Despite the genus Pneumocystis being known for years, its life cycle remains poorly understood, principally by the lack of a reliable continuous culture system. The hypothesized life cycle comprises different morphologic forms: trophozoites, cysts, and intracystic bodies (sporozoites) and all these forms reside in the alveoli of the lung with the cyst being considered the infectant and transmissible form [48, 50]. Evidence suggests that the gateway to infection is through inhalation since controlled studies in different animal models have demonstrated airborne transmission [48, 51]. As the organism is host specific, transmission from animals to humans is unlikely [51].

The occurrence of Pneumocystis pneumonia (PCP) is related to severely immunocompromised people, principally in HIV/AIDS patients, and with other immunosuppressed conditions, that is, cancers, autoimmune disorders, transplantation, chronic lung disease, especially obstructive pulmonary disease (COPD) [48]. Colonization rates have been reported on the order of 20–69% for HIV patients, from 0 to 20% for healthy adults, and in 6% of organ transplant recipients if no prophylaxis is given [51]. Primary exposure appears to occur at early childhood as demonstrated by the seroconversion seen in 85% of children up to 20 months of age [52]. Colonization of both children and adults may be a source of transmission of Pneumocystis jirovecii, serving as potential reservoirs. Guidelines for prevention and treatment of opportunistic infections in HIV-infected adults and adolescents include: treating patients with PCP together with prophylaxis of susceptible individuals (HIV patients with CD4 counts of <200 cells/μl or CD4 percentages of <14%); it is also recommended that a patient with PCP should not be placed in the same room with an immunodeficient patient. The prophylaxis among transplant recipients has been proved to be the most effective approach for ending outbreaks of PCP [48, 53].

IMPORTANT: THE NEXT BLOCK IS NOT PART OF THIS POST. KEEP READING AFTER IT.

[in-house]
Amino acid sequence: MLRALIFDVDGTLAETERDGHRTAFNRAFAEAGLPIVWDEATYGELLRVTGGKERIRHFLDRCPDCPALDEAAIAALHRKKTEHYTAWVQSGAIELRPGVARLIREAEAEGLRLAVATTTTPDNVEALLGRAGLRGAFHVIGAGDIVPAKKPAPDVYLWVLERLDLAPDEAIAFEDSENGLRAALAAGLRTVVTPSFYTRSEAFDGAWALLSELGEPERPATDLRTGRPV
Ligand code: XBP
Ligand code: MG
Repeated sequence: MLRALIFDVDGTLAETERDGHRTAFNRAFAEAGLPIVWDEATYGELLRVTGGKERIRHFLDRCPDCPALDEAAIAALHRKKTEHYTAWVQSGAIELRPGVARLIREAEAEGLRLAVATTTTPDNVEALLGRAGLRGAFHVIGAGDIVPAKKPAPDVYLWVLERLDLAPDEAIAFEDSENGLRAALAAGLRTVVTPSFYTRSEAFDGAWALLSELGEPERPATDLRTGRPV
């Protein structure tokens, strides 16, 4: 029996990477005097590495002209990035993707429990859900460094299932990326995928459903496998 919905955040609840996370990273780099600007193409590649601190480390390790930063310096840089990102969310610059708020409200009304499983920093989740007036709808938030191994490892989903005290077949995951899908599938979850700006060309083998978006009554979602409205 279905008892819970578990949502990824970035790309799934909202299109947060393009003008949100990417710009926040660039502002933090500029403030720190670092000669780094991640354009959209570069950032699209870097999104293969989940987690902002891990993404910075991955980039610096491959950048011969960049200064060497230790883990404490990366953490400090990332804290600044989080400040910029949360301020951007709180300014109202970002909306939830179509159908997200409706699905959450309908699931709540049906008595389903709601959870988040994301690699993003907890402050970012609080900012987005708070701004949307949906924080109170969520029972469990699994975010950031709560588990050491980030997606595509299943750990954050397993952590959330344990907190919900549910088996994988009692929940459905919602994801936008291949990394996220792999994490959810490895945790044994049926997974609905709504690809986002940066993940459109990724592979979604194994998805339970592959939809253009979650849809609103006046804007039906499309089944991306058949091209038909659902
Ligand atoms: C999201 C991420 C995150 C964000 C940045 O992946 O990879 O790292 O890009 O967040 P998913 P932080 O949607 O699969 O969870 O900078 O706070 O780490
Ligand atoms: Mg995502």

7. Conclusions

The changes in the spectrum of the fungal infections associated with new risk factors and the emergence of resistant fungi highlight the necessity of a continuous update on knowledge of the epidemiology of fungal infections. Besides, the reduction of mortality among patients with IFIs must be accompanied by research that allows the development of new antifungal treatment strategies and earlier diagnosis by traditional and non-culture-based molecular tests.

© 2019 The Author(s). Licensee IntechOpen. This chapter is distributed under the terms of the Creative Commons Attribution 3.0 License, which permits unrestricted use, distribution, and reproduction in any medium, provided the original work is properly cited.

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Erico S. Loreto and Juliana S. M. Tondolo (April 12th 2019). Introductory Chapter: Epidemiology of Invasive Fungal Infection - An Overview, Fungal Infection, Érico Silva de Loreto and Juliana Simoni Moraes Tondolo, IntechOpen, DOI: 10.5772/intechopen.85955. Available from: